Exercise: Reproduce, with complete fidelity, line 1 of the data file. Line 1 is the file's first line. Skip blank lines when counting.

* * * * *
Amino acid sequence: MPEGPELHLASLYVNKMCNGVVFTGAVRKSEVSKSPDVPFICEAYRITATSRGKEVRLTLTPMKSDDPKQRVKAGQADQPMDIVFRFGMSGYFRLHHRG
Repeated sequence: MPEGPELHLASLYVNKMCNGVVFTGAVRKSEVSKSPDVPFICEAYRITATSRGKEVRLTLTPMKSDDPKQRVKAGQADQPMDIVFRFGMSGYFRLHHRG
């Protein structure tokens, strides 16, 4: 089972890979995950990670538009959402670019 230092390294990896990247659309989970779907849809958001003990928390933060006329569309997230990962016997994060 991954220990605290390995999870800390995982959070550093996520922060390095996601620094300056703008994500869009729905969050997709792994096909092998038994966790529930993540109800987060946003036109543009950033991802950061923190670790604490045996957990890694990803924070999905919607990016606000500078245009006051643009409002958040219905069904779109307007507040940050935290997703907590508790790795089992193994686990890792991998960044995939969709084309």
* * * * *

Amino acid sequence: MPEGPELHLASLYVNKMCNGVVFTGAVRKSEVSKSPDVPFICEAYRITATSRGKEVRLTLTPMKSDDPKQRVKAGQADQPMDIVFRFGMSGYFRLHHRG